Blessed Eldress Matrona’s repose on 2 May 1952

The ascetic’s resting place at the Danilov cemetery quickly evolved into a revered pilgrimage site. With the blessing of His Holiness Patriarch Alexy II in 1998, the holy relics of God’s handmaiden were unearthed and ceremoniously transferred to Danilovsky Monastery, and later to the Pokrovsky Convent near the Abelmannaya barrier in Moscow. Blessed Matrona was numbered among the saints for local veneration in Moscow in 1999, and five years later, her canonisation was recognised by the whole Church.

The Blessed Matrona of Moscow is commemorated several times throughout the year: on 8 March (7 March in leap years) — the uncovering of her relics; 2 May — the anniversary of her repose; and 22 November — her name day; and additionally, during services honouring the Saints of Moscow and Tula.

Canonization of the blessed Matrona

Canonization of the blessed Matrona on 2 May 1999

An icy rain falls, a biting wind blows, yet a long line of people snakes around the Church of the Protection. On 8 March, the church remains open all night. A steady stream of people flows towards Matronushka, bringing prayers, petitions, and overflowing with love. Blessed Matrona of Moscow, pray for us!

“O, most glorious wonder! O, mystery ineffable! The blind-born Matrona, renowned, who with spiritual eyes beheld the will of God, viewed the secret souls of men and bestowed abundant aid to all who had need. Let each who receives grace from her fervently glorify the Triune God and bring Him worthy praise.”

(Sticheron, tone 8)

hand-painted icon of Blessed Matrona of Moscow

You can order a hand-painted icon of Blessed Matrona of Moscow at St Elisabeth Convent following this link

Saint Matrona of Moscow - Troparion & Kontakion

Troparion — Tone 4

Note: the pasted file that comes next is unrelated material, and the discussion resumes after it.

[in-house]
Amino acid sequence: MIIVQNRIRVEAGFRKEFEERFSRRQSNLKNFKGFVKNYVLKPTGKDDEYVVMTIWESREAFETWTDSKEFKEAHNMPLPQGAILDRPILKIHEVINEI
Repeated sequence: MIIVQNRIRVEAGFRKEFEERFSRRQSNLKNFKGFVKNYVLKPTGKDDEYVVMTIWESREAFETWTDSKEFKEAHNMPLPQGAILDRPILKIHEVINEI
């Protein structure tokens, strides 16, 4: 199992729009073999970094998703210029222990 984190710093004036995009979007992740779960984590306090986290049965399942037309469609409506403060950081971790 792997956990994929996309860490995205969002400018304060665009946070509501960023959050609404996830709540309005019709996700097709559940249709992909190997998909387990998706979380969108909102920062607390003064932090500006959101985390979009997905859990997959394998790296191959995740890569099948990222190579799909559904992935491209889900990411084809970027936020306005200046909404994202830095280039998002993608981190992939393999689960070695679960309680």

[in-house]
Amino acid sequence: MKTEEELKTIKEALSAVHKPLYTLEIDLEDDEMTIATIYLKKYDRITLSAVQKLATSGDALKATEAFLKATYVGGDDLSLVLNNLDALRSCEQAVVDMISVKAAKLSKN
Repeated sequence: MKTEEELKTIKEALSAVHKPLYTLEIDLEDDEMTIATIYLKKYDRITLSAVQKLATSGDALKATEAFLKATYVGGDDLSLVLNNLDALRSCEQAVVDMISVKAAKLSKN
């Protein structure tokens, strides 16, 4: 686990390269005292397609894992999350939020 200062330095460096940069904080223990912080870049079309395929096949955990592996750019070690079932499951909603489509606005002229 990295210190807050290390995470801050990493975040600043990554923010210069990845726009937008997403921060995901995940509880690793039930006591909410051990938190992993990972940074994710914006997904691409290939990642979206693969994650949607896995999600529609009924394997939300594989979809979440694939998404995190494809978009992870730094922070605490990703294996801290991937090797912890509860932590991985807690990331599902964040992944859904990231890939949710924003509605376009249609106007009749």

Offspring of the land of Tula, angelic ascetic of the city of Moscow, blessed Eldress Matrona. / You remained blind from birth until the end of your life, / but you received spiritual sight, clairvoyance, and intercession from God. / Most of all, you received the gift of healing the spiritual and bodily illnesses / of all who come to you and ask you with faith, O our joy.

Troparion — Tone 2

Today, O faithful, let us glorify the divinely-wise blessed Eldress Matrona, / who blossomed in the land of Tula and who gloriously adorned the city of Moscow; / for she, not knowing the light of day, / was illumined by the light of Christ and was enriched with the gift of healing. / Having been a migrant and a wanderer on earth, / now, in the heavenly Bridal Chamber, she stands before God's throne and prays for our souls.

Kontakion — Tone 7

Called to serve Christ from your mother’s womb, O righteous Matrona, / you walked the path of sorrows and tribulations, / showing steadfast faith and piety, / you were well pleasing to God. / Therefore, honouring your memory, we pray to you: / Help us to abide in the love of God, O blessed eldress!

Akathist to Saint Matrona of Moscow

Honourable relics of Saint Blessed Matrona of Moscow

Honourable relics of Saint Blessed Matrona of Moscow in the Holy Protection Stavropegial Monastery, Moscow, Russia.

We are ready to celebrate a prayer service to Blessed Mother Matrona for your health and that of your loved ones. Please send us your prayer request notes for commemoration by following the link.

Written by the team of

Image credits: Sourced from the Internet

May 01, 2024
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21 day ago

Stacie (Anastasia)

21 day ago
Beautiful!!! Thank you so much for making this holy saint known to me. May God continue to richly bless your work!